United States District Court, S.D. Georgia, Dublin Division
MAGISTRATE JUDGE'S REPORT AND
K. EPPS, UNITED STATES MAGISTRATE JUDGE.
a federal inmate currently incarcerated at McRae Correctional
Facility (“MCF”) in McRae, Georgia, brings the
above-captioned petition pursuant to 28 U.S.C. § 2241.
Having considered all the relevant pleadings, for the reasons
set forth below, the Court REPORTS and
RECOMMENDS Respondent's Motion to
Dismiss (doc. no. 9) be GRANTED, the
petition be DISMISSED without prejudice,
this civil action be CLOSED, and a final
judgment be ENTERED in favor of Respondent.
On October 7, 2016, Officer Ronald Haskins was delivering
inmate mail to cell K03-201 when he saw Petitioner sitting on
a toilet with a black cell phone. (Doc. no. 1-1, p. 14.)
While Officer Haskins never recovered a cell phone from
Petitioner, he filed Incident Report #2904789 alleging
Petitioner was in possession of a hazardous tool, namely the
black cell phone. (Id. at 13.) Prison officials
provided Petitioner with notice of the charged misconduct on
the same day. (Id.) The Committee referred the
Incident Report to a Disciplinary Hearing Officer for
notifying Petitioner in writing, Discipline Hearing Officer
(“DHO”) L'Drica King conducted
Petitioner's disciplinary hearing on October 18, 2016.
(King Decl. ¶¶ 7-10, doc. no. 9-2; doc. no. 9-2,
Attch. 1.) Despite being afforded the opportunity to do so,
Petitioner did not call any witnesses, present any
documentary evidence, or request staff assistance. (King
Decl. ¶ 11; doc. no. 9-2, Attch. 2, pp. 1-2.) After the
hearing, DHO King found Petitioner committed the infraction
of possessing a hazardous tool based on the eyewitness
account and written statement of Officer Haskins. (King Decl.
¶ 12; doc. no. 9-2, Attch. 2, pp. 3-4.) DHO King gave
Petitioner a copy of her written decision. (King Decl. ¶
16; doc. no. 9-2, Attch. 2, p. 4.)
Oversight Specialist in the Bureau of Prisons'
(“BOP”) Privatization Management Branch in
Washington, D.C., reviewed Petitioner's hearing and
certified DHO King's report as complying with BOP Program
Statement 5270.09. (King Decl. ¶ 14; doc. no. 9-2,
Attch. 3.) Petitioner submitted a BP-10 level challenging the
disciplinary action. (Dykes Decl. ¶ 6, doc. no. 9-1;
doc. no. 9-1, Attch. 2.) However, Petitioner never submitted
a BP-11 appeal. (Id.)
move for dismissal on the basis Petitioner failed to exhaust
his remedies by failing to submit a BP-11 appeal. (Doc. no.
9, pp. .) The Court agrees and GRANTS the
motion, as explained below.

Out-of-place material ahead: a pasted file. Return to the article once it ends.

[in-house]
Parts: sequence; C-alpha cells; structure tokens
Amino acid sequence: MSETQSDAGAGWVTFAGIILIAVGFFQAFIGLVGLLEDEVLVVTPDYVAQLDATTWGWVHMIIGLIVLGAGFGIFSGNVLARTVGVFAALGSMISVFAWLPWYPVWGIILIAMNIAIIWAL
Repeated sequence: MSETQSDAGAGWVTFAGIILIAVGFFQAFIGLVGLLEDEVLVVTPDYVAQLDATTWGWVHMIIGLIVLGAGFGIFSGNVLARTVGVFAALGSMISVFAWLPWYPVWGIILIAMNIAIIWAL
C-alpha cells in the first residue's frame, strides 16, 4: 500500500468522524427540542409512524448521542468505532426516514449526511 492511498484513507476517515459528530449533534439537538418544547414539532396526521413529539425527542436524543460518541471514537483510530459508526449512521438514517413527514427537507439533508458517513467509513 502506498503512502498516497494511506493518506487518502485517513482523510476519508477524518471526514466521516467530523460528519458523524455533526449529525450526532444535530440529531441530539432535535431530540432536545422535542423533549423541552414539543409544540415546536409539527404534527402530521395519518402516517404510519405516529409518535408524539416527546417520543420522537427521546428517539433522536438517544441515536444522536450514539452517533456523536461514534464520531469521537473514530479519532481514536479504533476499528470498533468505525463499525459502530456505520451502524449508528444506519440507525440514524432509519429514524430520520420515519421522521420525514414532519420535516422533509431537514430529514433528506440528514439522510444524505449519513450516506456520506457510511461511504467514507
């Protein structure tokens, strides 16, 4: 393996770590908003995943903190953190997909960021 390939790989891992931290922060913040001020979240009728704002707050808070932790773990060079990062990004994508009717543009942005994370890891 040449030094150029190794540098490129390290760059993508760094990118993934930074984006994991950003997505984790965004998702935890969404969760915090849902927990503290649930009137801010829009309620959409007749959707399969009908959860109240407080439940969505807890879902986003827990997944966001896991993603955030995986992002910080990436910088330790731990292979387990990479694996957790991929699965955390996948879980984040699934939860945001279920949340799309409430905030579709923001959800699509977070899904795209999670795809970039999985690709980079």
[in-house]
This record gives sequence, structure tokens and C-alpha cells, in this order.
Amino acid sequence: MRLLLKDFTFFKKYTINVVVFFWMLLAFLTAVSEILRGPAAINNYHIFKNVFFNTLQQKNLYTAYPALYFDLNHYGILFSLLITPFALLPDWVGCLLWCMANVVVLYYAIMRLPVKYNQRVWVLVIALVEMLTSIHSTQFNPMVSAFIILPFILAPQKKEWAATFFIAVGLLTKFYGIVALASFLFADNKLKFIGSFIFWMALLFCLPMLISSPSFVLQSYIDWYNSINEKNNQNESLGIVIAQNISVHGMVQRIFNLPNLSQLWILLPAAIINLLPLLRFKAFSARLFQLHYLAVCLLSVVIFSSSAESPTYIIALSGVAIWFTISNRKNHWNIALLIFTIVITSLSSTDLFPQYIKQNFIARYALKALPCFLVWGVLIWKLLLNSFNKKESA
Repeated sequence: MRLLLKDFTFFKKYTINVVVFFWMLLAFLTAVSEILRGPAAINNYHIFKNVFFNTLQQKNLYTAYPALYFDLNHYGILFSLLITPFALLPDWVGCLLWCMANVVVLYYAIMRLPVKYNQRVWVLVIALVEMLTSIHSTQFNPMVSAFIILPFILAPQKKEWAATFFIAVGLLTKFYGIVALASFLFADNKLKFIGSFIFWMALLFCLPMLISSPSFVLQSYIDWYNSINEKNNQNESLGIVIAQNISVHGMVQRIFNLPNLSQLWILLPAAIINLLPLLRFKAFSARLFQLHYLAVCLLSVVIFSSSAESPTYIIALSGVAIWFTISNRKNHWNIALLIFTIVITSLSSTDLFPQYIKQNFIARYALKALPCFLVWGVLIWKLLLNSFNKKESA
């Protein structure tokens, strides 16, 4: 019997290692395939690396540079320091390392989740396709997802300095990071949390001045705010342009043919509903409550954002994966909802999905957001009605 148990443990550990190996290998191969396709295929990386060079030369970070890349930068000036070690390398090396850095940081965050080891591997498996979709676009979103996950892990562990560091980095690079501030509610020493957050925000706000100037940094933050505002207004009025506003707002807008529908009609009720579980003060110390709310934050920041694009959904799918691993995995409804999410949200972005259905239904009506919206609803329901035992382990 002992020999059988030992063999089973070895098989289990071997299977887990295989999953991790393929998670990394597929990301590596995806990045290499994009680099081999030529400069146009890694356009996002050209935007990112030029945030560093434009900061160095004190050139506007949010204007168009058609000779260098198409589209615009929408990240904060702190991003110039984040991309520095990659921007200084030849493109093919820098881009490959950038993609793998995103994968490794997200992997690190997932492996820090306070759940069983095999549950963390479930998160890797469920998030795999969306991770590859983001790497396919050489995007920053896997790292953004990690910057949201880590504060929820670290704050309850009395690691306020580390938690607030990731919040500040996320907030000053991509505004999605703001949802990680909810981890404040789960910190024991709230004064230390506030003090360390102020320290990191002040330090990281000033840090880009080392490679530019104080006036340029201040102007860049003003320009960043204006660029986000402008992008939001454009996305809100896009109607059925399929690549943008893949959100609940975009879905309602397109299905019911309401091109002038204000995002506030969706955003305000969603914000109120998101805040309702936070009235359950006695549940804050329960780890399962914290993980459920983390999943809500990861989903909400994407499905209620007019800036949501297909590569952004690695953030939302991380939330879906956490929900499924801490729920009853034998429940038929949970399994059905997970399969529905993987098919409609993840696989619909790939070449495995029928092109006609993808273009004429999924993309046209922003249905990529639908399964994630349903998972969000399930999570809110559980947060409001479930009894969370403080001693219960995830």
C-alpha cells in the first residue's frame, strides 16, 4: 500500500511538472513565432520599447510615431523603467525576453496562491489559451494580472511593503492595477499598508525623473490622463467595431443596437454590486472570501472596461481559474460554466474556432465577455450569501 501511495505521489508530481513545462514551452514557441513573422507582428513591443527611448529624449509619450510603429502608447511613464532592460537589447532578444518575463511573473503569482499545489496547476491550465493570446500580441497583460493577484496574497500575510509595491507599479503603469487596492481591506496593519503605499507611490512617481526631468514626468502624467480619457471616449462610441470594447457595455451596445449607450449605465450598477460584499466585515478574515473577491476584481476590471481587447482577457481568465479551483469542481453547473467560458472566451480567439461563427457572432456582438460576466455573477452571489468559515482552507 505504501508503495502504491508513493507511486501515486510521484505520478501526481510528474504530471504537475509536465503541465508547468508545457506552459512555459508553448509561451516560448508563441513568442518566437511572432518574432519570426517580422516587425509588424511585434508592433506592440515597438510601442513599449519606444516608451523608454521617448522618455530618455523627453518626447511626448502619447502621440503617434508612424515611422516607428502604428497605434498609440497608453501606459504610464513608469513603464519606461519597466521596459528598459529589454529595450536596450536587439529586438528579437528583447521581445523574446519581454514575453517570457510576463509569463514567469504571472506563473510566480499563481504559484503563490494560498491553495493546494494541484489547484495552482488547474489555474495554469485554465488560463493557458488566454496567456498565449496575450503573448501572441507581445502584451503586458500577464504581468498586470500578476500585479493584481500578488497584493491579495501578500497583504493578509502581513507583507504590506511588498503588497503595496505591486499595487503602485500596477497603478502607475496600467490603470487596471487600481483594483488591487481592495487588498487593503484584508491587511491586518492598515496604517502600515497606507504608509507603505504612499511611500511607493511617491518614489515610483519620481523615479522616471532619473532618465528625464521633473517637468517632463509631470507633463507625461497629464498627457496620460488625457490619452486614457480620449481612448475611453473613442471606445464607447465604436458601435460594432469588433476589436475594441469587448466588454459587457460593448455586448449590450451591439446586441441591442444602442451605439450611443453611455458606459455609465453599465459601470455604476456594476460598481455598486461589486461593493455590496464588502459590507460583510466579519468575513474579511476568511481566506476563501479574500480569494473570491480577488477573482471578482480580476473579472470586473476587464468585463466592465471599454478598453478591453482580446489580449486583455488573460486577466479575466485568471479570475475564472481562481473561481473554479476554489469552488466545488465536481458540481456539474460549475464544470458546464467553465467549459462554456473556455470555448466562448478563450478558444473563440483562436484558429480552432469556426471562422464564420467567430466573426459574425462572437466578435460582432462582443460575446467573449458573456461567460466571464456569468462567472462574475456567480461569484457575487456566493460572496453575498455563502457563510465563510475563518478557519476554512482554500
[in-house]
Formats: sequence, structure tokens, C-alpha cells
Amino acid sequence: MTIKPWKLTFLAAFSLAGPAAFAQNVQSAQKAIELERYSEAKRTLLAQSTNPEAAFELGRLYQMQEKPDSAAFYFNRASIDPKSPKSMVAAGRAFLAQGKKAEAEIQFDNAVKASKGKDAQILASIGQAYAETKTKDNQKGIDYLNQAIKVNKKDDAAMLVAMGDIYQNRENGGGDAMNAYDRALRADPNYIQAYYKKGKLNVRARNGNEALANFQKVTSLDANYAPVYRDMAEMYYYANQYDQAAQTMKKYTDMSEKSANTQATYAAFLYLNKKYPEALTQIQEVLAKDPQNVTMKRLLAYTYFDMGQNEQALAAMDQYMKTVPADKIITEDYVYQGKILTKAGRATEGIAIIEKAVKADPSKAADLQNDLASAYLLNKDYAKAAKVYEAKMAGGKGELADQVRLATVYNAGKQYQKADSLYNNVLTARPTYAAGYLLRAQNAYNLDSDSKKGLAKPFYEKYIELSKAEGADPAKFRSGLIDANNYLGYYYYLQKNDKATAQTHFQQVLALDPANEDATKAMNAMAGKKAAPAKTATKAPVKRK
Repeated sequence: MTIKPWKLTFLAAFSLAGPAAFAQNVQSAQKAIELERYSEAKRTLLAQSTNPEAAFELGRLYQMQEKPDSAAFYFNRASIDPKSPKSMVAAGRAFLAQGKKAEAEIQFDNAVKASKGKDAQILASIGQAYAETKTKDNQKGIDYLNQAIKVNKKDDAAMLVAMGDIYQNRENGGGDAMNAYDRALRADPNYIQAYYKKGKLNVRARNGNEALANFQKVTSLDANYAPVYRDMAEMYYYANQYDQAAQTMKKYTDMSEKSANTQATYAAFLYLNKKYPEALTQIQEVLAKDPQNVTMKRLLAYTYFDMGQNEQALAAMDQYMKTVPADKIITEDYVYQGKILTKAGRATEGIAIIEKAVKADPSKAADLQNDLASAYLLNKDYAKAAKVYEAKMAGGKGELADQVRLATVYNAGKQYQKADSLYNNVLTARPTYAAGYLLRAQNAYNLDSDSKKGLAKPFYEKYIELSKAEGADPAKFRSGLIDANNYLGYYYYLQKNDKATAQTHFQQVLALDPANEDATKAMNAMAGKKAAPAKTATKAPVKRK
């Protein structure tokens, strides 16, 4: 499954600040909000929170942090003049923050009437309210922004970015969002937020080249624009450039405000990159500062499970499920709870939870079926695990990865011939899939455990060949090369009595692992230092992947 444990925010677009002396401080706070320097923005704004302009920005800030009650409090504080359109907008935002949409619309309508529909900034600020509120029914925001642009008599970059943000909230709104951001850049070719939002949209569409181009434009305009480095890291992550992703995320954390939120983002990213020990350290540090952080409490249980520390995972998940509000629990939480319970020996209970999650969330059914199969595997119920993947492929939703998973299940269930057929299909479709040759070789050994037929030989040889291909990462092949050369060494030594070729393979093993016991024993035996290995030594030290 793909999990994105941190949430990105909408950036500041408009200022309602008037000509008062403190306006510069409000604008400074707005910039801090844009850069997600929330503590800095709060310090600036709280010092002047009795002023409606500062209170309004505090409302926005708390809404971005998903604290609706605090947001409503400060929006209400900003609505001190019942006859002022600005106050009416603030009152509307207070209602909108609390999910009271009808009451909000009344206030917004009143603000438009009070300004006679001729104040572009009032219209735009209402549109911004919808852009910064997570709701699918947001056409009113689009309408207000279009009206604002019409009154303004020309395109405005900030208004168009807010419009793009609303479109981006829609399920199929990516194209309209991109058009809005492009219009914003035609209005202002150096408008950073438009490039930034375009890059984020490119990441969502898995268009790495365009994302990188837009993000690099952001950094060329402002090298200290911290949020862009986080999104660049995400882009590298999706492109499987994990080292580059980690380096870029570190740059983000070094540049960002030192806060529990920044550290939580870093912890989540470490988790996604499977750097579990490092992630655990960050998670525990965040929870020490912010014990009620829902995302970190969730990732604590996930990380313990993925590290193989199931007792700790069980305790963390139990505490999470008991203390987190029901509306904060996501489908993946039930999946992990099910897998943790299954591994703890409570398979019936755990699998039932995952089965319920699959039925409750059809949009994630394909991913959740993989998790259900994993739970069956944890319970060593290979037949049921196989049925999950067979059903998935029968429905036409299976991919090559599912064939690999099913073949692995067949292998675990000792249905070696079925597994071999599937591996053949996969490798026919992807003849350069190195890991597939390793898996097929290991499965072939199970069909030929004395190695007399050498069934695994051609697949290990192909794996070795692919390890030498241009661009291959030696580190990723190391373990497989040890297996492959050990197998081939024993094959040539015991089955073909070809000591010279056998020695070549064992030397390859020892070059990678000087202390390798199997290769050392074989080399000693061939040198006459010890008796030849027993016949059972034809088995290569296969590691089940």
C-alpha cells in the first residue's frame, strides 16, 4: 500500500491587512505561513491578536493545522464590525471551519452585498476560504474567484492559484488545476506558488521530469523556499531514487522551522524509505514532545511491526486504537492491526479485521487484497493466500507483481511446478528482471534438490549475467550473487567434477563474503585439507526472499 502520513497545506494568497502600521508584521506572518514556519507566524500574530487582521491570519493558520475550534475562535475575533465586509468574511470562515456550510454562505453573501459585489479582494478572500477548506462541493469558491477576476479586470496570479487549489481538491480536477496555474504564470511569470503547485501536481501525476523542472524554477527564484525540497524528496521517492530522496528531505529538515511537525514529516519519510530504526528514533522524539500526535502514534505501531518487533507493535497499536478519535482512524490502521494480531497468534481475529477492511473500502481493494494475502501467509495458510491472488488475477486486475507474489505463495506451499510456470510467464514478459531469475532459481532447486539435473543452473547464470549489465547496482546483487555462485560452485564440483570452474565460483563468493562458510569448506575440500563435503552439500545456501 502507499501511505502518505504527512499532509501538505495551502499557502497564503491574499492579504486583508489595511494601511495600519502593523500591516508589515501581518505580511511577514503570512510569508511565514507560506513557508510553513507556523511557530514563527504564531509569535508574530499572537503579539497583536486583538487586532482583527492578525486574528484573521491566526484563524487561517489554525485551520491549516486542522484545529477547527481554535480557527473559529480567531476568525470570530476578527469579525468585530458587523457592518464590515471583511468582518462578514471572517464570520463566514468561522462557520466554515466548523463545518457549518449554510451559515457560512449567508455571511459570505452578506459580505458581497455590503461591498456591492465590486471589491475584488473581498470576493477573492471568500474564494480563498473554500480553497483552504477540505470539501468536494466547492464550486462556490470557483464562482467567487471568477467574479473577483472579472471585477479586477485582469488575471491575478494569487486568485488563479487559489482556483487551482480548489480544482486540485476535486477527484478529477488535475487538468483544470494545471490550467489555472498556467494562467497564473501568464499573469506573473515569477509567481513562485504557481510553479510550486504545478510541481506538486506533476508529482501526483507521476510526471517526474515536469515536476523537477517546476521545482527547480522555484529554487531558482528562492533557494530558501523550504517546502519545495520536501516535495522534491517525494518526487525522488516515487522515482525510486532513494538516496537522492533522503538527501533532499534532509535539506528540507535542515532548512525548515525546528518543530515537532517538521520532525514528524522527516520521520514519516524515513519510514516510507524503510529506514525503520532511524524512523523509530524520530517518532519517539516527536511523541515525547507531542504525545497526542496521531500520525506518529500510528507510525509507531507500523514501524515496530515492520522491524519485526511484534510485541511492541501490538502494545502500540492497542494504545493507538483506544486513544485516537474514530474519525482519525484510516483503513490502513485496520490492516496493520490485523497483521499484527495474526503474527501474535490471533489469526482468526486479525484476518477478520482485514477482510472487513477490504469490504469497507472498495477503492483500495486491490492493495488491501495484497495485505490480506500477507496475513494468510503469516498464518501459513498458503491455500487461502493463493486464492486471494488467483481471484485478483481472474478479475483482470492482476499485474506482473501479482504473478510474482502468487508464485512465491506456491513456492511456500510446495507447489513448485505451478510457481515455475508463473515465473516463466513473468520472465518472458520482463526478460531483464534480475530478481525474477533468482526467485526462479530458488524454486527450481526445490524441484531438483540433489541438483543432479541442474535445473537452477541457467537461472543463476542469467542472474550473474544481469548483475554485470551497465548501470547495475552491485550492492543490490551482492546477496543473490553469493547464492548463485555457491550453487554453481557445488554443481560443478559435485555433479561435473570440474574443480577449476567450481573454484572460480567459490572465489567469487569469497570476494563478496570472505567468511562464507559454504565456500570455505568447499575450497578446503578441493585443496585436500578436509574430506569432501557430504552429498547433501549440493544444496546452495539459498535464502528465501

The Exhaustion Requirement
seeking habeas relief, including relief pursuant to §
2241, are subject to administrative exhaustion requirements.
Santiago-Lugo v. Warden, 785 F.3d 467, 474-75 (11th
Cir. 2015); Davis v. Warden, FCC Coleman-USP I, 661
Fed.Appx. 561, 562 (11th Cir. 2016). Although exhaustion of
administrative remedies is not a jurisdictional requirement
in a § 2241 proceeding, “that does not mean that
courts may disregard a failure to exhaust and grant relief on
the merits if the respondent properly asserts the
defense.” Santiago-Lugo, 785 F.3d at 474-75.
However, “a court may skip over the exhaustion issue if
it is easier to deny . . . the petition on the merits without
reaching the exhaustion question.” Id. at 475
Eleventh Circuit has previously held there is no futility
exception to the requirement to exhaust administrative
remedies under § 2241. McGee v. Warden, FDC
Miami, 487 Fed.Appx. 516, 518 (11th Cir. 2012). However,
in determining that no futility exception is available, the
court relied on the jurisdictional nature of the exhaustion
requirement for § 2241 petitions. Id. Since the
court held in Santiago-Lugo the exhaustion
requirement is not jurisdictional for § 2241 petitions,
the court has not again addressed whether a futility
exception exists. Regardless, courts which apply a futility
exception do so in only “extraordinary circumstances,
” and require the petitioner to “bear the
burden of demonstrating the futility of administrative
review.” Fuller v. Rich, 11 F.3d 61, 62 (5th
Cir. 1994) (per curiam); see also Jones v.
Zenk, 495 F.Supp.2d 1289, 1297, 1299-1300 (N.D.Ga. July
6, 2007) (applying futility exception where BOP predetermined
by rulemaking issue Petitioner challenged).
Legal Standard for Exhaustion
as here, Defendant has filed a motion to dismiss based on
failure to exhaust administrative remedies, the Eleventh
Circuit has laid out a two-step process for courts to use in
resolving such motions. First, the Court looks to the factual
allegations made by both parties, taking the petitioner's
version as true where they conflict, and if in that light the
complaint is subject to dismissal for failure to exhaust
administrative remedies, Defendant's motion will be
granted. Turner v. Burnside, 541 F.3d 1077, 1082-83
(11th Cir. 2008) (citations omitted), cert. denied,
555 U.S. 1074 (2008)).
petition is not subject to dismissal at the first step, then
at step two the Court makes specific findings to resolve the
disputed factual issues, with Defendant bearing the burden of
proving Plaintiff has failed to exhaust his administrative
remedies. Id. Based on its findings as to the
disputed factual issues, the Court determines whether the
prisoner has exhausted his available administrative remedies
and thus whether the motion to dismiss should be granted.
Id. Because exhaustion “is treated as a matter
of abatement and not an adjudication on the merits, it is
proper for a judge to consider facts outside the pleadings
and to resolve factual disputes so long as the factual